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Does Pre-Crime Have a Race Problem?

The company Northpointe has a system called COMPAS that tries to predict whether a criminal will reoffend. Based on 137 criteria [1], each offender is given a score from 1 to 10, with higher scores meaning greater risk. Various actors in the justice system use the algorithm to make important decisions about offenders’ fates. The system is proprietary, so its precise inner workings are something of a mystery.

Race is not one of the COMPAS criteria, but in May, using data provided by Broward County, Fla., the journalism outfit ProPublica accused COMPAS of racial bias in a lengthy article [2] accompanied by a complicated methodological appendix [3]. (Logistic regression! Cox proportional hazard models!) The company responded with its own long, dense report [4], to which ProPublica has now replied [5].

Everyone is making this far more convoluted than it needs to be. Whatever problems there are with COMPAS, it’s relatively simple to demonstrate that it’s not racially biased in the most straightforward sense of the term. What’s more, it’s mathematically impossible to devise a rating system that will both (A) pass ProPublica’s purported test for bias and (B) provide scores that in practice mean the same thing for all racial groups. If COMPAS is biased, any system that classifies offenders this way has to be.

The key question is this: If a black person and a white person both receive the same COMPAS score, do they actually have different chances of recidivating? In a word, no. If anything, blacks with a given score often have higher reoffending rates, implying a slight bias against whites.


Source: Author’s calculations based on ProPublica’s data [7].

Those who read ProPublica’s report will probably be surprised by this chart, because ProPublica emphasized different numbers that, at first blush, looked quite damning. The mystery is solved with a thorough look at where those numbers come from. Here I’ll focus on the claim that 23.5 percent of whites, but 44.9 percent of blacks, were “labeled higher risk, but didn’t reoffend.” (“Low” scores are 1-4 in ProPublica’s data, while “higher” scores are 5-10.)

These are what’s called “false positive rates.” They are calculated by dividing the number of false positives—those who were classified “higher” but who didn’t actually recidivate—by the total number of people who didn’t recidivate. It answers the question: if you randomly pick someone who ultimately didn’t recidivate, what are the chances that they initially had a COMPAS score of at least 5?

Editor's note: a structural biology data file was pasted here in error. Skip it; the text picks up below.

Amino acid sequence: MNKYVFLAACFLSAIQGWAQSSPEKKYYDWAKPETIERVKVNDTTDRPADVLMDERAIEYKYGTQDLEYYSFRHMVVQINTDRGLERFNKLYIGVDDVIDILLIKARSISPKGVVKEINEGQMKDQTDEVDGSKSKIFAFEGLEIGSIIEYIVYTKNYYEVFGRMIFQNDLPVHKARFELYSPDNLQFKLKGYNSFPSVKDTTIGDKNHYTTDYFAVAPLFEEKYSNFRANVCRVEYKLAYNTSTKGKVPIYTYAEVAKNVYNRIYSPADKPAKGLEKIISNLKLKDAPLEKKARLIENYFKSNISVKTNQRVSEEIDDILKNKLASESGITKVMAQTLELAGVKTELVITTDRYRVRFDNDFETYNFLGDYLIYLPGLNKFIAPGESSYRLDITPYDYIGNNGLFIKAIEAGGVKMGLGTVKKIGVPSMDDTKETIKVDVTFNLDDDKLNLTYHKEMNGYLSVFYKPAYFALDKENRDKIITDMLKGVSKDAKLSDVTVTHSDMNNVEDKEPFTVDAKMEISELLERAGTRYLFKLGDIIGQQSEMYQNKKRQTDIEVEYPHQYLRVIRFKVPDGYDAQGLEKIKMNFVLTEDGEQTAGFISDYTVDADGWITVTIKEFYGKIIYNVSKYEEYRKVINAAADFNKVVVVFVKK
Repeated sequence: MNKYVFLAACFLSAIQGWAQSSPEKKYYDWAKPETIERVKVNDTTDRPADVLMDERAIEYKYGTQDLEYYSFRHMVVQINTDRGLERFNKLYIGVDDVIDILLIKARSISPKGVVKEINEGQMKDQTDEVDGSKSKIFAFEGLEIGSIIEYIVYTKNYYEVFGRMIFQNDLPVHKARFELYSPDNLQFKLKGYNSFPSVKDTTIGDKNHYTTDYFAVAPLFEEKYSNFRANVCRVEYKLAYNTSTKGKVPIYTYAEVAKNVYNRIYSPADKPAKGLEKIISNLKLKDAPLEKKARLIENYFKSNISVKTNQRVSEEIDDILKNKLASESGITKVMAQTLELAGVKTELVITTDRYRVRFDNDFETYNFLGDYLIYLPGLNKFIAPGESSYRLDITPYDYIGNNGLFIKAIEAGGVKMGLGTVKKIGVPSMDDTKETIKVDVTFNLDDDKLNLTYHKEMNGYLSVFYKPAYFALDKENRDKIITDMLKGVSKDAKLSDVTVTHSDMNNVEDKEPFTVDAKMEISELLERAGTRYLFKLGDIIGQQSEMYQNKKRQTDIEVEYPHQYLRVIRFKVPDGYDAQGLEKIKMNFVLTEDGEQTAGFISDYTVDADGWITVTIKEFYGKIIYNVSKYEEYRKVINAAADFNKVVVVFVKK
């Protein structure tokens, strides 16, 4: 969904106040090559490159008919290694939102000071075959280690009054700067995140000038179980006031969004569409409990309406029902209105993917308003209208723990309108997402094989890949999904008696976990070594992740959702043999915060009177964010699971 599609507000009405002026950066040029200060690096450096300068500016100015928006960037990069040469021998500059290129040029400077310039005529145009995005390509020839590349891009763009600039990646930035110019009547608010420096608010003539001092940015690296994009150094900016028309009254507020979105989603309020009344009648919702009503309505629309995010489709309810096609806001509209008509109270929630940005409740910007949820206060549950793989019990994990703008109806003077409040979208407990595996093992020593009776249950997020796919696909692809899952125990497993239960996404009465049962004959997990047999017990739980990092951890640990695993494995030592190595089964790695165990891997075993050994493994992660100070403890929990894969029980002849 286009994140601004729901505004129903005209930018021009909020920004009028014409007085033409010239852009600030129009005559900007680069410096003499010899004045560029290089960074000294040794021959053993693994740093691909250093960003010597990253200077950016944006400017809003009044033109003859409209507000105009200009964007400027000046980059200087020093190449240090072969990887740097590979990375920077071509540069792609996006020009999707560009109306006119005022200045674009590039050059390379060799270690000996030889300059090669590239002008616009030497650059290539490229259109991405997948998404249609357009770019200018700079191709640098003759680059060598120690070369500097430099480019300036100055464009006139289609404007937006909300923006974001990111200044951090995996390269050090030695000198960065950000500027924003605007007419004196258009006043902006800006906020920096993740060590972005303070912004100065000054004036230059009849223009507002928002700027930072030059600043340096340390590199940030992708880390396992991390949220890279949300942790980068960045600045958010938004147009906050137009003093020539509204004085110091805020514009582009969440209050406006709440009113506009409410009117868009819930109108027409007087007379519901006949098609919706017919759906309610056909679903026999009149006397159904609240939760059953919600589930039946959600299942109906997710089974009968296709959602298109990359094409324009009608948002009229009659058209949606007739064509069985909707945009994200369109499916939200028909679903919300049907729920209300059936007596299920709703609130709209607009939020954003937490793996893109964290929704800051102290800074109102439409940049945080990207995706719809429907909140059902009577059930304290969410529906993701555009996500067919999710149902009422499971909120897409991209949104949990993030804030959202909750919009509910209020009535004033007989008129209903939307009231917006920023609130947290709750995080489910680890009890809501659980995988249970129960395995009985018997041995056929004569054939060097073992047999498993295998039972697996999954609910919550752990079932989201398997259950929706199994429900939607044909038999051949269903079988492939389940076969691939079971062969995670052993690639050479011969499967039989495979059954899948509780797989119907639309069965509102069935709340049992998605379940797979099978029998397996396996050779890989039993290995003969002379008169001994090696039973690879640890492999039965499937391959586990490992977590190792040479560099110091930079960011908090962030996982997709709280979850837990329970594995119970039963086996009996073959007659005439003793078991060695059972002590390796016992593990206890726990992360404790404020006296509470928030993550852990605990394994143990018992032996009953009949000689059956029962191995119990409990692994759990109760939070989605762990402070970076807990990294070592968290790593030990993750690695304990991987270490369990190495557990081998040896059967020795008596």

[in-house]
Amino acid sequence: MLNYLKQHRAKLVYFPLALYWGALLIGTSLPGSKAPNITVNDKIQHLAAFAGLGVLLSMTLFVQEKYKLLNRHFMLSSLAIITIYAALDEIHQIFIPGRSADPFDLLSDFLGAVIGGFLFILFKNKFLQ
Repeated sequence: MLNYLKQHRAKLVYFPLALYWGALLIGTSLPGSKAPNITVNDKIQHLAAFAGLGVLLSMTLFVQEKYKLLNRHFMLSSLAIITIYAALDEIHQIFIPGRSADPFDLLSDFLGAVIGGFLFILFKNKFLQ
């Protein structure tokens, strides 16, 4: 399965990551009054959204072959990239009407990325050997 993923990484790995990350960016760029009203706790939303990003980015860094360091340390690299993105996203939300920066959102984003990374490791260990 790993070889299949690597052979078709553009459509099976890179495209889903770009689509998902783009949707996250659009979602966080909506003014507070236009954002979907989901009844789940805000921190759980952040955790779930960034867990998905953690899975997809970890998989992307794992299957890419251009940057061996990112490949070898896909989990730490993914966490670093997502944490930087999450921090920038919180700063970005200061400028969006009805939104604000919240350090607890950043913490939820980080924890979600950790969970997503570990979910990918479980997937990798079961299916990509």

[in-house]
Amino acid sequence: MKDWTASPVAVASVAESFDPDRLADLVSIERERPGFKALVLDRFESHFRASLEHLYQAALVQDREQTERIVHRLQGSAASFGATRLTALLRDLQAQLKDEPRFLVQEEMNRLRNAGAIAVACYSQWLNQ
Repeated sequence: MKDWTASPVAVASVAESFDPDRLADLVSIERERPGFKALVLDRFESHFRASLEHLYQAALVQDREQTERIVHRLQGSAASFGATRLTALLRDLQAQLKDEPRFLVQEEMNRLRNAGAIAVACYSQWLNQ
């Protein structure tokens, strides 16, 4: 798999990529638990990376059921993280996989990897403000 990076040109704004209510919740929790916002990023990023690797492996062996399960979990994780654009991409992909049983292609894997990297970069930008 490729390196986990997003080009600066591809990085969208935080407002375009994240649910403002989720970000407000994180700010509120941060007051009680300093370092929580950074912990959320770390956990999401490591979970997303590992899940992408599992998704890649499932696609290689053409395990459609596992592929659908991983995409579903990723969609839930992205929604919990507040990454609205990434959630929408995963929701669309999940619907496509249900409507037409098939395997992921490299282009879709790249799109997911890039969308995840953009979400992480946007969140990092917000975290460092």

The problem is that in Broward County, for whatever reason, blacks have higher recidivism rates than whites. Given that, any accurate algorithm must classify more of them as higher-risk. This necessarily means that blacks will have a higher false-positive rate. Here’s why.

Recall that the numerator is the number of false positives, i.e., people who were classified as higher risk but didn’t recidivate. Obviously, people classified as low-risk can’t be false positives, because they aren’t positives at all. So whenever you classify more people as higher-risk—even if you’re classifying them correctly—you’re increasing the number of people who will become false positives some percentage of the time. In short, the numerator is going to go up when the recidivism rate goes up.

The denominator, meanwhile, is the total number of people who didn’t recidivate. So when the recidivism rate goes up, the denominator automatically goes down, heightening the effect of the increased numerator.

For a more concrete example, say we have an amazingly precise test. There are only two categories, with exactly 75 percent of the higher category and 40 percent of the lower category reoffending. We give the test to 1,000 whites and 1,000 blacks; 500 whites but 600 blacks turn out to be higher-risk. Even in this mathematically idealized scenario we’ll have a higher numerator for blacks (150 vs. 125 false positives, or 25 percent of those labeled high-risk) and a higher denominator for whites (425 vs. 390, or the total number of people who didn’t reoffend). The false positive rates will be 38 percent for blacks and 29 percent for whites.

Ironically, the only way to avoid the problem is to make the algorithm biased in the obvious sense, so the categories mean different things depending on what race the offender belongs to. In the example above, we could randomly reassign about one-quarter of the high-risk blacks to the low-risk category to bring their false-positive rate down to that of whites. But then a low-risk designation would mean roughly a 50 percent chance of recidivism, instead of 40 percent, when the offender was black.

To be clear, there are some serious objections to systems like COMPAS. Some are uncomfortable with using algorithms to determine criminal-justice outcomes, period, even if it could reduce incarceration by identifying those who don’t pose a threat to society. Others object [8] (quite correctly in my view) to the fact that COMPAS’s details are proprietary, making the results rather hard to dispute in court. Still others might argue against using official recidivism data, saying it comes from a biased justice system.

We should debate these issues. But let’s not demand the impossible.

Robert VerBruggen is managing editor of The American ConservativeFollow @RAVerBruggen [9]


10 Comments (Open | Close)

10 Comments To "Does Pre-Crime Have a Race Problem?"

#1 Comment By SteveM On August 2, 2016 @ 10:32 am

Robert VerBruggen is describing a well-documented statistical aberration often found in the social sciences called Simpson’s Paradox: